The problem is compounded by inertia.
Since mankind began using fossil fuel, the growth of the population has risen exponentially. The availability of power to move goods, and support
industrialization engendered an era which few could have imagined....
Around the 19th century the population began to snowball in magnitude, and today we have entire nations that exist only because the energy was
available to make it possible.
If all the oil were to disappear tomorrow, we would lose billions of people within decades because they cannot survive without the ability to move
goods to their locations. Cities could absorb neither the influx of desperate people, nor afford to move enough food and materials to its location to
support their own populations. It would be horrible.
Millions living in otherwise inhospitable places would die, especially lacking the fuel necessary to move away to better locations (which would be
battlegrounds for survival as entire swaths of society descended upon them seeking the opportunity, at least, to survive.)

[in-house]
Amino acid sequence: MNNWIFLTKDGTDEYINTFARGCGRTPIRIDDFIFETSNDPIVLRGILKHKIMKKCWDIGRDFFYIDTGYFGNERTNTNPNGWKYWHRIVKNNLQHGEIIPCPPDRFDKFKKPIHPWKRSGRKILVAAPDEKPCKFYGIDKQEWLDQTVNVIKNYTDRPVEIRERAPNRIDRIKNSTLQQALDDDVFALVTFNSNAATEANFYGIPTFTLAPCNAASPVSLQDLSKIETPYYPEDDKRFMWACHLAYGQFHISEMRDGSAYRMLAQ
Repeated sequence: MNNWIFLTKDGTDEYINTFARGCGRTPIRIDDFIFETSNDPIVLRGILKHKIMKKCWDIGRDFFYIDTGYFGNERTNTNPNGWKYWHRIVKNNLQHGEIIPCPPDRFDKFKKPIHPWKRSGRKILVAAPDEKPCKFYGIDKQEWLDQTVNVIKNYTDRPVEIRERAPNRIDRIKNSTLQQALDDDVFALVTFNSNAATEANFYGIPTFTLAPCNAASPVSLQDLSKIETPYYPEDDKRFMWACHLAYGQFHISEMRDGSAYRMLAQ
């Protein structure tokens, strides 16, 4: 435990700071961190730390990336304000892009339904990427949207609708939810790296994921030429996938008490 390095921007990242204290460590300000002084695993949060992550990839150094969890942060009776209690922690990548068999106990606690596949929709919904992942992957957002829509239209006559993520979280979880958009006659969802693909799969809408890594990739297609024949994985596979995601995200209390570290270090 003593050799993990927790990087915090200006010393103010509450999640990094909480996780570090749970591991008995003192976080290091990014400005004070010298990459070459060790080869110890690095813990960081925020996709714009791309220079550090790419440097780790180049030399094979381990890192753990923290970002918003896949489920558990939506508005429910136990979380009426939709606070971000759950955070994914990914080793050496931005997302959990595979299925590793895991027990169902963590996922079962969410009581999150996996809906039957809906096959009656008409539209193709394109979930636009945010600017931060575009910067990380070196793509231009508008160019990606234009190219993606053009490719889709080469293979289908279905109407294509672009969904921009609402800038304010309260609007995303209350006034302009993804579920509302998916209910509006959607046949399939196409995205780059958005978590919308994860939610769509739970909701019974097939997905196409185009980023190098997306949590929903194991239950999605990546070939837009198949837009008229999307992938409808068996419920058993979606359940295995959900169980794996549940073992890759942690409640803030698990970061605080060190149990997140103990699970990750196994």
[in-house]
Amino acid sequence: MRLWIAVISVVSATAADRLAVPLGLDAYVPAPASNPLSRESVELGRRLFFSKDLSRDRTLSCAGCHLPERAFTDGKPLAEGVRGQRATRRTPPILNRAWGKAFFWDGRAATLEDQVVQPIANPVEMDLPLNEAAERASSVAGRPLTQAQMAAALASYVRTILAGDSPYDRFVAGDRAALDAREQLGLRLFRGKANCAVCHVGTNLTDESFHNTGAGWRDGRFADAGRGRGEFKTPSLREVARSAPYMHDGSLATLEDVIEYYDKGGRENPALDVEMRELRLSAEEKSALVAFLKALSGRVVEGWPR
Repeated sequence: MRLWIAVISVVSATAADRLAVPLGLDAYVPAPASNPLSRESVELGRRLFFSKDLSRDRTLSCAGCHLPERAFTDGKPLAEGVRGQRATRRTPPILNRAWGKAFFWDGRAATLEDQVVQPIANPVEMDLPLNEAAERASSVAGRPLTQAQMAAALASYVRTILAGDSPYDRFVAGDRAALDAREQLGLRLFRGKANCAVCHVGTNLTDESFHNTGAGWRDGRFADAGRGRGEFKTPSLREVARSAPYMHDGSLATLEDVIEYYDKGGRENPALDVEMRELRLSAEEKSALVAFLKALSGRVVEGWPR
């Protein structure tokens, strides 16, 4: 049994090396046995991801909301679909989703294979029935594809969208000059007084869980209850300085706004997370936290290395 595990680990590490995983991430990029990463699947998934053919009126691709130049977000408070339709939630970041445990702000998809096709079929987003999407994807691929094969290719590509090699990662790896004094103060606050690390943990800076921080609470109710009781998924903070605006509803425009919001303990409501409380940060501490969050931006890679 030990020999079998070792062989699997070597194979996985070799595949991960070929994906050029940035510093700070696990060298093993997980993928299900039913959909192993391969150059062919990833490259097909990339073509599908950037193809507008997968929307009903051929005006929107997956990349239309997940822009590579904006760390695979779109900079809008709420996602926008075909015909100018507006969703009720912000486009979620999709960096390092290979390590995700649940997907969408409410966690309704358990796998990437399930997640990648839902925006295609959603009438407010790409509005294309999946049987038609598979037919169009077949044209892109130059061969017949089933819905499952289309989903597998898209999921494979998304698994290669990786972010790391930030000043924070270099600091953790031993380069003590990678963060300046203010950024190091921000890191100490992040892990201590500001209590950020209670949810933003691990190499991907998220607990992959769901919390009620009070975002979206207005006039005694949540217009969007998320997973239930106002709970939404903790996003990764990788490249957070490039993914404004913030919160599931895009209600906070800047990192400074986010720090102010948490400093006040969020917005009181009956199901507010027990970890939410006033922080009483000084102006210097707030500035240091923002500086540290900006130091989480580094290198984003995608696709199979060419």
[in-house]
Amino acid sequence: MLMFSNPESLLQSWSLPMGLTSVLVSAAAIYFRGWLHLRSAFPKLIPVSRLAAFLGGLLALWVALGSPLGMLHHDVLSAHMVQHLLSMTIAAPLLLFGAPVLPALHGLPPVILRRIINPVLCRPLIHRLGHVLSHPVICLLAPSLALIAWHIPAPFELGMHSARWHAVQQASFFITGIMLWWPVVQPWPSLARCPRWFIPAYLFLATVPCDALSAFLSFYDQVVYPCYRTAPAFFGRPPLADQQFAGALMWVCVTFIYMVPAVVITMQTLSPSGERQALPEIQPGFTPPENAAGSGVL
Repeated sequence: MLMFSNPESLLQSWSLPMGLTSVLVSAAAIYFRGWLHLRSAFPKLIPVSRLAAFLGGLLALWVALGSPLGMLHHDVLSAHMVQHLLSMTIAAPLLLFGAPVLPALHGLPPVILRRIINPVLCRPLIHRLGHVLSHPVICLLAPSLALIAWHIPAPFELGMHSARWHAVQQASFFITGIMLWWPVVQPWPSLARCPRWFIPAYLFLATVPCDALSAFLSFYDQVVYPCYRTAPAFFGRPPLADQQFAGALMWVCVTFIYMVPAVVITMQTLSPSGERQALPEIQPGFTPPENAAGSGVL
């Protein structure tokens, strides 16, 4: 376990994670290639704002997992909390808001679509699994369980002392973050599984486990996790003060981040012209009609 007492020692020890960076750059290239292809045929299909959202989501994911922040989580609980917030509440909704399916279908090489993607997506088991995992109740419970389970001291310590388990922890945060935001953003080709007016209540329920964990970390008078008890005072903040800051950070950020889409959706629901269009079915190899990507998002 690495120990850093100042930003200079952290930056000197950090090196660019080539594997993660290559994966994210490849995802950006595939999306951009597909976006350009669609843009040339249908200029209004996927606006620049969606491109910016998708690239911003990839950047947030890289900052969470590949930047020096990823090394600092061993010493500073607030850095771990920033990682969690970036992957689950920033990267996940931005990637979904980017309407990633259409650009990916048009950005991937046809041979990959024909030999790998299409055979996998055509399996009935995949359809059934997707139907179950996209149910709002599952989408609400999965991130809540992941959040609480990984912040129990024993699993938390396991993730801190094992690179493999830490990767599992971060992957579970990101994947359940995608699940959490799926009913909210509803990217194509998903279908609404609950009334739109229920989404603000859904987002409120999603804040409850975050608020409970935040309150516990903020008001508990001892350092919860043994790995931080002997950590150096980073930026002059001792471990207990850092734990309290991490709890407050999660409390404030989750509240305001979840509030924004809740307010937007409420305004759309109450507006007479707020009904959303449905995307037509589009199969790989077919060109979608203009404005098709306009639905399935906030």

Well over 1/2 of the world's population would die out without the energy that fossils fuels provide. This stands to reason because the same
population numbers wouldn't even exist now, had it not been for the availability of the energy to support them.
These billions of people, who take for granted that food is available, that light and heat are accessible, and that they can 'go' wherever they
please, will discover that it was only fossil fuel-derived energy that made their freedom to 'pursue happiness' possible.
The oil problem is about people and what they want. Billions will assume that their individual paltry use of energy can't be the problem, which
would be true if there weren't billions of them.
As we speak, grass roots inventors and theorists are trying desperately to find a magic bullet, free energy, super efficient sustenance farming,
lifestyle changes, and even community-based consumption, to offset the reality that the governance paradigm shifted from public welfare to mercantile
welfare; and thus commercial exploitation went into overdrive, as many now know.
Gas is a byproduct of oil, and it's true cost has traditionally been wildly out of sync with its price. Since the cartels which coordinate the
consumers burden are driven by profit growth, consumption - even reckless consumption - is very welcome to them. It is contrary to reason; but then,
wanton profit usually is.